he Cross River State Government is set to harness the inflow of Foreign Direct Investment to its shores by investing in local content development through skill acquisition and vocational training; this was made known at The Bridge Leadership Foundation’s 2013 Career & Founder’s Day event which held at the Cultural Centre, Calabar recently. Speaking at the event, The Economic Adviser to the Cross River State Government, Prof. Ndem Ayara pointed out that so far ten (10) private investors have come into the state to invest in the different sectors of Construction, Manufacturing, Oil & Gas, Energy & Power as well as Agro Processing. He presented an Industry Survey conducted by the state to ascertain areas of skill dearth, employers’ needs and existing human capital to meet these needs. Prof. Ayara highlighted the areas where skilled manpower is needed as well as the potentials of the service industry to provide auxiliary services to such firms and the populace. In addition, he announced the partnership with the Highbury College in the United Kingdom to establish a Polytechnic where interested and qualified young people will be trained to meet the employment demands of the investing companies. This rounded off a self development initiative of the organizers, The Bridge Leadership Foundation which discussed the theme, ‘The Crisis of Leadership’. Speakers at the event engaged participants under four sub-themes namely: Leadership Alternatives (Social Entrepreneurship: Finding Solutions & Making Impact) facilitated by Ola Orekunrin, CEO, The Flying Doctors’; and (The Role of Creativity, Innovation & Action) by Oluseun
Ford Foundation Announces New President
arren Walker, who emerged from smalltown Texas to an international career in law and finance before becoming a leader in the nonprofit and philanthropic worlds, will become the 10th president of the Ford Foundation this September, succeeding Luis A. Ubiñas, the foundation’s Board of Trustees announced. The Ford Foundation, with offices in the United States and ten regions worldwide, is among the world’s largest private philanthropies, with more than $11 billion in assets and over $500 million in annual giving. “In Darren we have found a president of powerful and diverse ability, deeply committed to our mission and tradition of leadership in the social sector,” said Irene Hirano Inouye, chair of the Board of Trustees. “With extensive experience in both the private and non-profit sectors, a strong command of the substance of our work, and an engaging leadership style that relies heavily on collaboration and partnership, he represents the best of all worlds. He’s an excellent leader for a global organization with grassroots sensibilities, and we’re very proud that he emerged from within Ford’s own pool of talent.” Mr. Walker’s appointment follows a broad national and international search that began when Mr. Ubiñas announced in March that he would step down after nearly six years of service. “Our search included an extraordinarily high number of strong candidates and we are extremely grateful for the feedback, recommendations and ideas we received from across the world,” Hirano Inouye said. Mr. Walker was recruited by Ubiñas in 2010 to serve as vice president for Education, Creativity and Free Expression, one of the foundation’s three major programming areas. Immediately prior to joining Ford, Mr. Walker was vice president for foundation initiatives at the Rockefeller Foundation, where he oversaw the execution of a broad range of programs in the United States and internationally. Prior to joining Rockefeller in 2002, Mr. Walker served as chief operating officer of the Abyssinian Development Corporation, a leading community organization in Harlem. There he guided efforts to develop housing for low and moderate-income families, was involved in two of Harlem's largest privately financed commercial projects in 30 years, and led the development of the first public school built in New York City by a community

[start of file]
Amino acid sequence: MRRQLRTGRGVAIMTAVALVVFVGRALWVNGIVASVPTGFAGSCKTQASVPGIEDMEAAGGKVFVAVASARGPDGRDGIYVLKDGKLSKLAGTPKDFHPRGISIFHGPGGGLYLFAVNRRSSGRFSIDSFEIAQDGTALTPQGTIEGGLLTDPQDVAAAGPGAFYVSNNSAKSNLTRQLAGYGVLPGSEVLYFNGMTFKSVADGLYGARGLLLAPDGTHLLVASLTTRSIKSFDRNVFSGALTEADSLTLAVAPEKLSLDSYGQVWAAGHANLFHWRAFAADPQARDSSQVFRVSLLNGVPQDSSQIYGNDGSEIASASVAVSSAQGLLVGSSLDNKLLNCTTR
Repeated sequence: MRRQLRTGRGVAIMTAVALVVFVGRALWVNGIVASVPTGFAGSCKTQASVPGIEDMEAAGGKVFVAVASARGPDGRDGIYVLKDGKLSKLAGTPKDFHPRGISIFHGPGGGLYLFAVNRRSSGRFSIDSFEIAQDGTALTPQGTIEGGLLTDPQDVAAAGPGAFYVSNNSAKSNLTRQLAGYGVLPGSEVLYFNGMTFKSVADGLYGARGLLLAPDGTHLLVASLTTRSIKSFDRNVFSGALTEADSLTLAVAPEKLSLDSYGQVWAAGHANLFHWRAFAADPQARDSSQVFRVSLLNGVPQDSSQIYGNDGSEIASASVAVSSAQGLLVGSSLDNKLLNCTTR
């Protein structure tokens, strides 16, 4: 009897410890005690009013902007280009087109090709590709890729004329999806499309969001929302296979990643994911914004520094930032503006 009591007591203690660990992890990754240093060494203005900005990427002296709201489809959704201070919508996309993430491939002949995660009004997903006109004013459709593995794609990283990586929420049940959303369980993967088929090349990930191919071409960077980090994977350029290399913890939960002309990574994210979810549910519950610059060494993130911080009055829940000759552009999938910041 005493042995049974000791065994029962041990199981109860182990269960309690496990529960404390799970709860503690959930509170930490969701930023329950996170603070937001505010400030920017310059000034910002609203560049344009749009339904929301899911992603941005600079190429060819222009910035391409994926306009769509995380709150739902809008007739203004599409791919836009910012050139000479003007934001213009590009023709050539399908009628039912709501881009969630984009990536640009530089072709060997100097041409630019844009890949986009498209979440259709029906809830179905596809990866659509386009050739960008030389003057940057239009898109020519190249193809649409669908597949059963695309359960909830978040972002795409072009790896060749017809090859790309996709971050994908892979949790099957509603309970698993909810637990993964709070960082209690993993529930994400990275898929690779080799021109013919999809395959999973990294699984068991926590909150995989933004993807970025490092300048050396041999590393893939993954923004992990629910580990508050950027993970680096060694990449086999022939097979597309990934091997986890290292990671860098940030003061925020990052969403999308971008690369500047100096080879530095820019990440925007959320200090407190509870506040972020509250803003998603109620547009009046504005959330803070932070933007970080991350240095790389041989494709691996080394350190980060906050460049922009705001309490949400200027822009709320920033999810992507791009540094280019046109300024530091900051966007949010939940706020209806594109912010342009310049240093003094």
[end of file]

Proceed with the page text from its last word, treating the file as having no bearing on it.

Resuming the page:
Onigbinde, Ashoka Fellow & Founder, BudgIT. Other speakers included: O’ Seun Odewale, Fellow at the Berkman Center for Internet & Society at Harvard University & Personal Assistant to the Governor of Ekiti State who spoke on (Personal Leadership through Influence: Who/What Influences You?) and (Restoring Institutional Leadership through Responsibility & Professionalism) was discussed by Emilia Asim-Ita, Senior Consultant, Strategy & External Relations, ThistlePraxis Consulting Limited. Sharing practical examples of personal experience, the speakers inspired attendees at the event to be prepared to identify and take up an opportunity in time. The Career Day was aimed at inspiring and empowering young people in choosing the right career paths and making informed decisions. It was also aimed at providing a platform for young Nigerians and graduates who are; seeking to enter the job market, at the start of their career or aspiring to be entrepreneurs, to learn from accomplished entrepreneurs and professionals (home and abroad) that have made major achievements in different sectors in the society. Other highlights of the event included a Q&A interactive session where participants asked speakers a variety of questions on the personal journeys and decisions of the speakers. The Bridge Leadership Foundation, founded in 2011, TBLF is a Leadership and Mentoring Foundation committed to building generations of young people to become compassionate, entrepreneurial and engaged citizens, and who are empowered to take responsibility for their own lives and for making a difference in the world.